CPL Adds Two New Annual Awards
The annual Canadian Premier League Awards which take place at the end of each season will introduce two new awards this year, expanding the categories of recognition from five to seven.
Today saw the professional domestic league introduce the Defender of the Year award and the Players’ Player of the Year award, with the league also shifting the voting panel for the Coach of the Year award to be the league’s own coaches and assistant coaches rather than media.
“We are delighted to add two new individual awards this season, providing more opportunity to celebrate the successes within our league,” states the league’s new commissioner, Mark Noonan. “Defender of the Year is a central honour in any sports league, while Players’ Player of the Year will quickly become among our most coveted awards because of the prestige associated with being recognized by peers.”
The league has also clarified that voting will be based on performances during the regular season, and is not to include the Canadian Championship, continental action, or playoffs. That isn’t different than the usual modus operandi, though last year saw playoff-winning head coach Pa-Modou Kah take the coach of the year award back west after Best Canadian U-21 winner Alessandro Hojabrpour bagged the title winner for Pacific.
The focus on celebrating the regular season already received new attention this year with the announcement of a trophy for the club finishing at the top, along with a monetary reward.
The nominees for the media-decided individual awards will be selected from a shortlist curated by the league, with the newly-minted Defender of the Year award going to the league’s best defender during the 2022 regular season.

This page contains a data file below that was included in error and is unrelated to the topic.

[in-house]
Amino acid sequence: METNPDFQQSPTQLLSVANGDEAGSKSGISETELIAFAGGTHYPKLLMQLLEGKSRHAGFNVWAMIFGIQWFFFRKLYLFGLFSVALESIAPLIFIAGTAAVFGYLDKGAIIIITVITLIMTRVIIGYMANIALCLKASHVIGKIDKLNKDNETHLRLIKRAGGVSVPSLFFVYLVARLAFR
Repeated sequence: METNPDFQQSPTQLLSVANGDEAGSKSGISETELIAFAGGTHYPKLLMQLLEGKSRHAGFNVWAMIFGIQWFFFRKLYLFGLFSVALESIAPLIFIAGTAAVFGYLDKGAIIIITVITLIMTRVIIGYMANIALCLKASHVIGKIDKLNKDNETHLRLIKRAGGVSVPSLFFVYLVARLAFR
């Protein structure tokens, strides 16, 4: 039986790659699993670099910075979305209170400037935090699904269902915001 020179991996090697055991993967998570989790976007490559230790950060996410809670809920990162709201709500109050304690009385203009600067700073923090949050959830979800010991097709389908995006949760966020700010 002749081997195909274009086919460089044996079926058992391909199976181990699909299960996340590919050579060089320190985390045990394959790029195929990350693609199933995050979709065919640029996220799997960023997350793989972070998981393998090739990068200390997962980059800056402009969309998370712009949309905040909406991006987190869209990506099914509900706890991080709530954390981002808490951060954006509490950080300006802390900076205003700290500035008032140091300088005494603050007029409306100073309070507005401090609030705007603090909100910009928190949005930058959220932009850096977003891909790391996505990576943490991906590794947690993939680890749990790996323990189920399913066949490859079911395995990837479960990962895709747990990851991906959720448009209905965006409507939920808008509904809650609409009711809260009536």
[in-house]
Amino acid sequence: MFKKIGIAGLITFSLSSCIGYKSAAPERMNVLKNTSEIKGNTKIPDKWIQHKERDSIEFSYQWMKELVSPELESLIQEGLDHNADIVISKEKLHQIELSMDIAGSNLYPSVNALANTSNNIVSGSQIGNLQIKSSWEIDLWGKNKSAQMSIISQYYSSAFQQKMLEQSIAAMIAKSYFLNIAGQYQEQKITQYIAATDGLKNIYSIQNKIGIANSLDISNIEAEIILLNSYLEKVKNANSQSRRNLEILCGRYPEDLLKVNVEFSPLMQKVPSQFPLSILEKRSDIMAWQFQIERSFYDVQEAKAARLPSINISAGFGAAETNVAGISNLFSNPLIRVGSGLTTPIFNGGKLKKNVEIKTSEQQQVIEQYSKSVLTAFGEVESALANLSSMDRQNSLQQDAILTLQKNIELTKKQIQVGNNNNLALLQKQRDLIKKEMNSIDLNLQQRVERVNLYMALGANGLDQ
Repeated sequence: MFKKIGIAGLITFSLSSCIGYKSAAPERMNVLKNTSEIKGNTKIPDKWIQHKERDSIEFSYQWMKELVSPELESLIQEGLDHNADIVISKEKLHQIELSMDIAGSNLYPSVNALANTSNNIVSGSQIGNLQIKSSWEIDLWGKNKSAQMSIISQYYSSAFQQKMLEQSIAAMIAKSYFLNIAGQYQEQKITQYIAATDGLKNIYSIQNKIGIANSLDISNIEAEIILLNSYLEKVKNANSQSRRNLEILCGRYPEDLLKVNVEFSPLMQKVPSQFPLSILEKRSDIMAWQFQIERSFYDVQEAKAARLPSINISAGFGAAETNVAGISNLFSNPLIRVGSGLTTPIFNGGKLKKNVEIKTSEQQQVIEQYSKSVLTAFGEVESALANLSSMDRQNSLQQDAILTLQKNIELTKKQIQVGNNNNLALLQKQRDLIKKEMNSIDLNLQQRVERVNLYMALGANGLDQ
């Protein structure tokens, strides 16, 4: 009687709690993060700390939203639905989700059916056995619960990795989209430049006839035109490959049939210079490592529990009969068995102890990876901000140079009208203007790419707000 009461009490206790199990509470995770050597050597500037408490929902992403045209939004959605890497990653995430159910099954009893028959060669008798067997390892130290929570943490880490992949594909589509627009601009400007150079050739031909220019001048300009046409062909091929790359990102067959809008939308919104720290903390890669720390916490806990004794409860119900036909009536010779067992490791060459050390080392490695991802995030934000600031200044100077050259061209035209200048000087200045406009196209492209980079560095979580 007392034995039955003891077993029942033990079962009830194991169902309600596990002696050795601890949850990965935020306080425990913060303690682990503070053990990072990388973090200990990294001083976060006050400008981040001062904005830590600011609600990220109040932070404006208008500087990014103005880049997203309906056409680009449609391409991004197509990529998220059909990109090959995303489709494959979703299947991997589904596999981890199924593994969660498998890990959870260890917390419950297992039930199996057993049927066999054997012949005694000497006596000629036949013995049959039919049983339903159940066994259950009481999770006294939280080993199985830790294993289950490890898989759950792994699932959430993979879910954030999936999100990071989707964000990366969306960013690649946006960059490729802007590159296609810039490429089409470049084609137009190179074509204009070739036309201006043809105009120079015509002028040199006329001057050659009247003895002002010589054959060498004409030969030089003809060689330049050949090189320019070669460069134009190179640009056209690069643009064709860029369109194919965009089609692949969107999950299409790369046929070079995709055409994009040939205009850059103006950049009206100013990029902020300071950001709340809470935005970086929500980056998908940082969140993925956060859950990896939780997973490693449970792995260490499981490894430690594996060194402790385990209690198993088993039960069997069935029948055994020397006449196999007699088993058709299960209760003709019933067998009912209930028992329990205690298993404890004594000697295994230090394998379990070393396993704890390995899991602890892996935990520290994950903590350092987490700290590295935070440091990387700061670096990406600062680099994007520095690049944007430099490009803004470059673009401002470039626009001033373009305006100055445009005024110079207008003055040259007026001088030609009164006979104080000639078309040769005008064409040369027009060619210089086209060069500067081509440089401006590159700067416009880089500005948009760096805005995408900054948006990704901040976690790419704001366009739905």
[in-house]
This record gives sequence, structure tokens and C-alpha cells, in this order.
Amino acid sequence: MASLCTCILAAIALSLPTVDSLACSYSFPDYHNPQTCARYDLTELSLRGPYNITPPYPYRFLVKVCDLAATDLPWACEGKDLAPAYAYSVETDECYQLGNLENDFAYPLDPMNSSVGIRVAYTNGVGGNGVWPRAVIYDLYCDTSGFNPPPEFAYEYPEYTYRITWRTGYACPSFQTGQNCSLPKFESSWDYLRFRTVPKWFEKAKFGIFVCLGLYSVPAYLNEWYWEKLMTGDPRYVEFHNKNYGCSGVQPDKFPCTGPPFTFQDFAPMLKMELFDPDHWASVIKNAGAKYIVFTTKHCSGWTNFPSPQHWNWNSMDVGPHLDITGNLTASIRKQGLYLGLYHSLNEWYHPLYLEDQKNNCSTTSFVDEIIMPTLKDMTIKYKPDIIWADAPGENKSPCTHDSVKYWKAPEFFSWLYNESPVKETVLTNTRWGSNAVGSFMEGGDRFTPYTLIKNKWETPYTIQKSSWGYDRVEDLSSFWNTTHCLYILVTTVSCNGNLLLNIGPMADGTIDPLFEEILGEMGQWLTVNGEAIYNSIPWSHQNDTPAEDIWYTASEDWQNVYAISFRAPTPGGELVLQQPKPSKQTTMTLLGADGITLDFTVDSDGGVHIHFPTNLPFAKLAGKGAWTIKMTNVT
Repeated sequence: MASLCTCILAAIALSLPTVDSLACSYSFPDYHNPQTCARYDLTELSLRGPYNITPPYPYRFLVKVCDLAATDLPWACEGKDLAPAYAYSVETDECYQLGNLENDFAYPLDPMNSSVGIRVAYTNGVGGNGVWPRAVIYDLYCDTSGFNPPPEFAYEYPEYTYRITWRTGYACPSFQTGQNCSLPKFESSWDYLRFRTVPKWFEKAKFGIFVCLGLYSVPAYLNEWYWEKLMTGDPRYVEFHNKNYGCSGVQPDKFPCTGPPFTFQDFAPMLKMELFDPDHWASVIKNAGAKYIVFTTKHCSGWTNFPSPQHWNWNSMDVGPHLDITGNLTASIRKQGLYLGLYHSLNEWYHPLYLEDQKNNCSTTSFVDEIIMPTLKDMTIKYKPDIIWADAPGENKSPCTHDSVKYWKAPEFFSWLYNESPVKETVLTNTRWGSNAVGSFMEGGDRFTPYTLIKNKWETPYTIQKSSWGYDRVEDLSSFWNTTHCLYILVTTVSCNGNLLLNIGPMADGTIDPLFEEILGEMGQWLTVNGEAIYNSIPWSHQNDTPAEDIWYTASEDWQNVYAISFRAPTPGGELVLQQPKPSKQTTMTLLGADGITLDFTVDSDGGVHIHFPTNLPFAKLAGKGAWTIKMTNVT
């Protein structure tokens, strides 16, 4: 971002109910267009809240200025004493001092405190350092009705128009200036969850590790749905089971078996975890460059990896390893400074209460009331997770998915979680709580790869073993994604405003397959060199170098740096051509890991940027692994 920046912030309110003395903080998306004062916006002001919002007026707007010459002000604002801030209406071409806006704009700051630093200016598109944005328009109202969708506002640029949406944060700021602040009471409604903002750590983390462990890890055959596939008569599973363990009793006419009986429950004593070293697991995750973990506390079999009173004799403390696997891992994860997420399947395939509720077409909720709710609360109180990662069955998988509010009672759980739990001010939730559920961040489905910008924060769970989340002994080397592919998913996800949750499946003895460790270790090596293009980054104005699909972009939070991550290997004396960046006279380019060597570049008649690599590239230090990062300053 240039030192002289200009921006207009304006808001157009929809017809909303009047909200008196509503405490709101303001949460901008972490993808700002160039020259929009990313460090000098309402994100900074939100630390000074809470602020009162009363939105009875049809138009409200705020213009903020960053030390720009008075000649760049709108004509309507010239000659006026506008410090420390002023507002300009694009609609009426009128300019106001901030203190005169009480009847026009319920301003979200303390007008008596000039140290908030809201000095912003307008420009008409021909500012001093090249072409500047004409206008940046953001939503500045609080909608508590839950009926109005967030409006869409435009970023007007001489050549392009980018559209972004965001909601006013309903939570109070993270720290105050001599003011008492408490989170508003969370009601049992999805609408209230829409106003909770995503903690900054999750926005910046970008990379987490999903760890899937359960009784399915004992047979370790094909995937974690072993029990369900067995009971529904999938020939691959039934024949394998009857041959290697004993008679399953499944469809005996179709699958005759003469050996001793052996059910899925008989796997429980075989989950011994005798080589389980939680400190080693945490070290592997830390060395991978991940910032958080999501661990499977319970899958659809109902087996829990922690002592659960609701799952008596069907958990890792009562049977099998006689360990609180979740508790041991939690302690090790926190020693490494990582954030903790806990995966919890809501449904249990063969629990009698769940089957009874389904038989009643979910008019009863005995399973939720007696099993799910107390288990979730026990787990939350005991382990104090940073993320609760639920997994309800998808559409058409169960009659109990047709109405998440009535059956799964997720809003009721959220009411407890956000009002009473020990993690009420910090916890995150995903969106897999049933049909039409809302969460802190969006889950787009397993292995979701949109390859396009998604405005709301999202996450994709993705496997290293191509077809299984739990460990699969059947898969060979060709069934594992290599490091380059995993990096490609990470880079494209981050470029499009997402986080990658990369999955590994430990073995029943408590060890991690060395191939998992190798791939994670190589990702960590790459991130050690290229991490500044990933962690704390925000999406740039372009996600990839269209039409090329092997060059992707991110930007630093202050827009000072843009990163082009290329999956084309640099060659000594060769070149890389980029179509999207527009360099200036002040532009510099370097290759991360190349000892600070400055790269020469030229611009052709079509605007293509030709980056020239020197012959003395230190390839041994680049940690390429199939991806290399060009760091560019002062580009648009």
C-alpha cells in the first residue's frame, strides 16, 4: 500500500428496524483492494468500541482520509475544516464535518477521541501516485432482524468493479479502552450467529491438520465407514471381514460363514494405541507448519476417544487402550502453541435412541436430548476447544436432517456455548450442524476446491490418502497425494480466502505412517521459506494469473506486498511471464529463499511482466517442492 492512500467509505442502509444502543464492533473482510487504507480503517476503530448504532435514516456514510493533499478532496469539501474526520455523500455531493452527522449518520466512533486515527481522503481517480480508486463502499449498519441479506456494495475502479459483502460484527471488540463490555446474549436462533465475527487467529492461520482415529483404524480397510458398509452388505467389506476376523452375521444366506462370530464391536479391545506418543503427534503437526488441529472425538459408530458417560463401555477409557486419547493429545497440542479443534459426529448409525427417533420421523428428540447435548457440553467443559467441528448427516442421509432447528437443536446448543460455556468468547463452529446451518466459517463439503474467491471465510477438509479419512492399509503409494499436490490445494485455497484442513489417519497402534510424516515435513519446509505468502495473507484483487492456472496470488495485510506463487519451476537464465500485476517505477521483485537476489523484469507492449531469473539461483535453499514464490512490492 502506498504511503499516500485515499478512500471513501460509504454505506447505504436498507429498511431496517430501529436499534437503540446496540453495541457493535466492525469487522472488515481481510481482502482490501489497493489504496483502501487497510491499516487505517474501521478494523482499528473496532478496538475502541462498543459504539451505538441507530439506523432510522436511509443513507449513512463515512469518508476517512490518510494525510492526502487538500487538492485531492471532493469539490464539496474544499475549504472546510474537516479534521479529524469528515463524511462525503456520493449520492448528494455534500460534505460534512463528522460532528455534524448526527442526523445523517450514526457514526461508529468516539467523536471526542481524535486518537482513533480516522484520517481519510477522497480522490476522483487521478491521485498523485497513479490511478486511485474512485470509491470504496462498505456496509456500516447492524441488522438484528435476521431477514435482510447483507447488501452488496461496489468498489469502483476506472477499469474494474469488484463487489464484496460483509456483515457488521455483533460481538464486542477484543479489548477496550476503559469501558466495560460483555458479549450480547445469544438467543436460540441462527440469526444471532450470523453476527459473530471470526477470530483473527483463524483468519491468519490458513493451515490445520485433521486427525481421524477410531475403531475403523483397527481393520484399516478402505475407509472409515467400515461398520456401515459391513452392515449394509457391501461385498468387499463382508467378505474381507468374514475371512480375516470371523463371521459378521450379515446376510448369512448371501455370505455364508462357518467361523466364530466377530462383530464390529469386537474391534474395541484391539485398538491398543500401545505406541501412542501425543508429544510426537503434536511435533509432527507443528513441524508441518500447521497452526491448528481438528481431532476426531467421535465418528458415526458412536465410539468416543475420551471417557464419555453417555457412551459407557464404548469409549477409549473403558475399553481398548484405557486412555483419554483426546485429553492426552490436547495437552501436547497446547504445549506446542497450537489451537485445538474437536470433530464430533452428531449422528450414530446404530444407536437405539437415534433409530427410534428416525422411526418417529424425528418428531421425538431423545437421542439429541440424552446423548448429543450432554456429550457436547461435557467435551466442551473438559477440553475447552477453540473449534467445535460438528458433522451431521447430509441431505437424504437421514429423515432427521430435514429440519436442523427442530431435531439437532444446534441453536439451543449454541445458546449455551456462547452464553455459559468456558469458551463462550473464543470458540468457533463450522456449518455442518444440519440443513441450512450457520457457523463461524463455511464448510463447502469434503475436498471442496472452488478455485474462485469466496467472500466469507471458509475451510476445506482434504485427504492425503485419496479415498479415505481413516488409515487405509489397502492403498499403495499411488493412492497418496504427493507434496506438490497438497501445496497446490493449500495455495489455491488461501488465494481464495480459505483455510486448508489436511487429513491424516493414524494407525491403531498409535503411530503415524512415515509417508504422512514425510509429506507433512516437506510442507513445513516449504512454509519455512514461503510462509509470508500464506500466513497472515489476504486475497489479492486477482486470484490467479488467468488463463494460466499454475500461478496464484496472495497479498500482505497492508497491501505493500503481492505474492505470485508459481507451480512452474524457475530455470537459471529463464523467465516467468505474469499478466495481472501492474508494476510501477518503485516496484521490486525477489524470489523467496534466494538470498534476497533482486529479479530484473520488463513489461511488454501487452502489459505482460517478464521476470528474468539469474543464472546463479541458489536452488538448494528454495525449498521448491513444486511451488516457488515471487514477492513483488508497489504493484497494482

The Players’ Player of the Year award will be unique in that, as the name implies, it’ll be voted on by Canadian Premier League athletes. Each player will provide a three-man shortlist to determine the player-voted MVP, with the caveat that they cannot vote for themselves or a teammate on their ballot.
It’ll be interesting to see if this voting category leads to differing results from the media-voted Player of the Year award.
Both new awards were made by Quebec-based artist Ruben Komangapik, who conceptualized and crafted the soapstone carvings that will seen be doled out amongst the other five original soapstone awards, which were also designed by Indigenous artists.
Komangapik is originally from Mittimatalik. The original five awards hail from Kinngait.
His design for the Defender of the Year award is The Walrus, which is considered to be one of the toughest ocean creatures that is feared even by polar bears and killer whales. The Players’ Player of the Year award is symbolized by the Muskox, which comes as a nod to their shared role as leader of the pack.
“I think there is a big connection between making sculptures and soccer,” Komangapik said of his works. “It takes a lot of practice; it takes a lot of determination and a lot of heart. Sculpture is like sport, very demanding mentally, physically, spiritually. I really hope that in the future that we’ll have an Inuit soccer player maybe even win one of these awards.”
The league also announced that a change to the Coach of the Year award that will see it decided by votes from the head coach of each team and one assistant coach per club. Coaches cannot vote for themselves, and assistant coaches cannot vote for their own club’s gaffer.
While the league did not specify why the change in voting process was decided, it’s fair to say it was likely related to the feeling that two-time league winner and three-time finalist Bobby Smyrniotis was repeatedly snubbed in the category.
One CPL staffer had told us that there was some concern of recency bias in the CPL Awards following playoffs, so changing the format to include two awards not decided by media may have been a direct attempt to address this.
The league’s two new awards will be handed out with the original five this October, when an end-of-season celebration highlights the young league’s top performers.
To be eligible for nomination, players and coaches will have had to appear in or coached at least one game of the 2022 CPL regular season.
The nominees for the Defender of the Year, Best Canadian U-21 Player of the Year, Player of the Year, Coach of the Year and Golden Glove (best goalkeeper) will be announced following the conclusion of the regular season, by which point the Golden Boot winner will be determined. The voting for the Players’ Player of the Year is already underway.